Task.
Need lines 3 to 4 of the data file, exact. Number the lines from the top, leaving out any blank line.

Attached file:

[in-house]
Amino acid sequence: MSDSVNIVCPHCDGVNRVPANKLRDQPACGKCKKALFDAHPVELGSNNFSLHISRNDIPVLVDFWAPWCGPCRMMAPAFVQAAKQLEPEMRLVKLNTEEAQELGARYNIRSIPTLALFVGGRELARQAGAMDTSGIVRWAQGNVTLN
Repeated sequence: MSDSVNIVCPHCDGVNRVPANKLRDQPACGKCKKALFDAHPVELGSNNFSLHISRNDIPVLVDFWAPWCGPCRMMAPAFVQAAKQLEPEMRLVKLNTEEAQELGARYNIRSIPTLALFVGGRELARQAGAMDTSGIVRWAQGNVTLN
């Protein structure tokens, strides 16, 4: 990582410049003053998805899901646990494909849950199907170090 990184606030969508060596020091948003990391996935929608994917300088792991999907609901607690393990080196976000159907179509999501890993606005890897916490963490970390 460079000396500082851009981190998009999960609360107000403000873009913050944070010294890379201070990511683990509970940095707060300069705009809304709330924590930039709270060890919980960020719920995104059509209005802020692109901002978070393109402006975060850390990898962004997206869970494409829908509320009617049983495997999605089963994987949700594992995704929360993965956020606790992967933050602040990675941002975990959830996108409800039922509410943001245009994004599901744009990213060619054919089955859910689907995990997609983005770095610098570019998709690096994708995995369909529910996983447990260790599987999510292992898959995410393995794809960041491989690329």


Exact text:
Repeated sequence: MSDSVNIVCPHCDGVNRVPANKLRDQPACGKCKKALFDAHPVELGSNNFSLHISRNDIPVLVDFWAPWCGPCRMMAPAFVQAAKQLEPEMRLVKLNTEEAQELGARYNIRSIPTLALFVGGRELARQAGAMDTSGIVRWAQGNVTLN
């Protein structure tokens, strides 16, 4: 990582410049003053998805899901646990494909849950199907170090 990184606030969508060596020091948003990391996935929608994917300088792991999907609901607690393990080196976000159907179509999501890993606005890897916490963490970390 460079000396500082851009981190998009999960609360107000403000873009913050944070010294890379201070990511683990509970940095707060300069705009809304709330924590930039709270060890919980960020719920995104059509209005802020692109901002978070393109402006975060850390990898962004997206869970494409829908509320009617049983495997999605089963994987949700594992995704929360993965956020606790992967933050602040990675941002975990959830996108409800039922509410943001245009994004599901744009990213060619054919089955859910689907995990997609983005770095610098570019998709690096994708995995369909529910996983447990260790599987999510292992898959995410393995794809960041491989690329």